Due to the fact that none of us spoke Russian and we were all working full time in the lead up to the trip we thought it easier to book on with Two Blades Adventures rather than organise all the logistics ourselves. Whilst this led to a different on-water dynamic than most of us were used to it did mean that we fully maximised our time out there and got to follow world-class paddlers Tomas, Egor and Alona down the classic runs of the area thus saving lots of time in scouting as they knew all the lines!
This could possibly be the best big-water day run on the planet! The Upper Chuya involves around 1 ½ hours of almost non-stop big water rapids that get steadily more challenging until you are zig-zagging side to side trying to avoid giant pourovers and rather sticky holes. If you don’t manage to avoid them the holes can dish out quite a beating (I nearly got pulled out of my boat) and offer a great introduction to the style of boating in the Altai Region.
Our first multiday was to be a three-river epic running the glacial Karagem river into the beautiful yet challenging Argut then finally running out on the Katun, a popular rafting river. Getting to the put-in was an incredible adventure in itself and thoroughly impressed on us that UAZ ‘Buhankas’ are the best vehicles in the world. A 5km walk-in lead us to a beautiful meadow, apparently a secret-service training site back in the Soviet times with a hunting hut where we camped for the night and celebrated Dave and Ben’s birthday with a fine bottle of 3 pound vodka around the fire. The next morning I was given a lovely hand-made birthday card (thanks Niamh) and ‘cake’ before putting on the very cold Karagem river. I disagree with Ben’s description of the Karagem as ‘a chossy ditch’ thinking it was great fun fast flowing boulder dodging that slowly ramped up in volume as you descended. The most fun rapids were towards the end where the waves got bigger and it became a little easier to manoeuver fully-loaded boats. The Karagem took up most of the first day and we stopped for a late lunch just before the confluence of the Argut. This river didn’t really show its character over the first few hours lulling us in to a false sense of security with wide open easy rapids but impressive volume. We camped above the beginning of the harder section and settled down for Ben’s favourite dish of buckwheat accompanied by cow in a can.
The next multi-day on the list was the Chulishman and this involved packing up and leaving our base at the Chuya and driving a few hours to camp at the Bashkaus. An evening run down the Upper Bashkaus offered a chiller, less stressful paddle than we’d become accustomed to and was very enjoyable…we even spotted a bear! The next day we boarded a monster truck as we were assured that it was the only vehicle around capable of making it to the put-in, 5 hrs later we were no longer doubting this and de-bussed ready to put on the Yazula canyon, at above average flows…story of the trip! The Yazula canyon offered every form of excitement from pushy rapids to scary portages and sticky holes. Niamh took one for the team and kindly knocked me out of one of these stoppers only to get surfed herself leaving me feeling a little guilty and her rather wet. It was a long afternoon on the water after the big drive and we never even had lunch yet the drama wasn’t quite over. The Americans had decided to walk out of the canyon due to the stresses of the day and we agreed to meet at the alternative put-on for the Chulishman below the canyon stretch. Whilst waiting for them it was beginning to get dark and we were looking at the possibility of camping at this access point. The Russians however were very reluctant to do this however, as there is history of tourists being shot at this spot by drunken locals on horseback! Luckily the Americans arrived in time for us to jump on and cruise downstream for half an hour to find a safer camp-spot in the river-side woods.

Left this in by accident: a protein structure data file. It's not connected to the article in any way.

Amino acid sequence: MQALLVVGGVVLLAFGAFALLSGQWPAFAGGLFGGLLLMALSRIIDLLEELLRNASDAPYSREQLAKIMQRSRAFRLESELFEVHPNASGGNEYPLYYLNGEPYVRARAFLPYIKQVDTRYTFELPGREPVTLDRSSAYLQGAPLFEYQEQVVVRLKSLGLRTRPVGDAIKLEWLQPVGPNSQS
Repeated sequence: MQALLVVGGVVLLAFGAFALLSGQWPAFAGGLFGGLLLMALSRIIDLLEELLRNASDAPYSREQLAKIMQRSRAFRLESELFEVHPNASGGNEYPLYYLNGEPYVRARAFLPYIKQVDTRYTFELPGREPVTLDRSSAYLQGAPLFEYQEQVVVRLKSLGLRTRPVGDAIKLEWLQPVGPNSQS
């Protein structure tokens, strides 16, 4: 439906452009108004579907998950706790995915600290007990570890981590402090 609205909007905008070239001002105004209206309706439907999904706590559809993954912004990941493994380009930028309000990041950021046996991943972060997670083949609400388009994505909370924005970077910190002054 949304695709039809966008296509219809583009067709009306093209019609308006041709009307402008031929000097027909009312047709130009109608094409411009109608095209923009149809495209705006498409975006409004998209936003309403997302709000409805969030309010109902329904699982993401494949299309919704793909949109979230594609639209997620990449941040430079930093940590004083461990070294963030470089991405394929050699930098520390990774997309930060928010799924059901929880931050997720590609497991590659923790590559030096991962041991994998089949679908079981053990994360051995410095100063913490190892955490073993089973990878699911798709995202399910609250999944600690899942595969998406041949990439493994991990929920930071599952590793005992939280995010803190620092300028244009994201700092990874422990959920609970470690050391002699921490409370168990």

We were already aware from the rivers we’d already paddled that levels in the area were relatively high. It is quite difficult to accurately judge the level of the Bashkaus from the put-on and it is not until it gorges up that you get a true idea of the river level. The beginning of the book of legends section begins with windy grade 2 shingle rapids offering a pleasant paddle towards the entrance to the gorge. Once the walls steepen things quickly get more serious and the first real rapid is a good indication of what awaits in the gorge. After this rapid we quickly arrived at the campsite high up on river left a little apprehensive of what awaited the next day. When questioned as to exactly how high the river was our guides divulged that one had never paddled it this high whilst the other had but only once, with the adidas sickline team! We cooked another meal of mystery meat in a tin + carbs and settled down under the tarp for a nervous night’s sleep.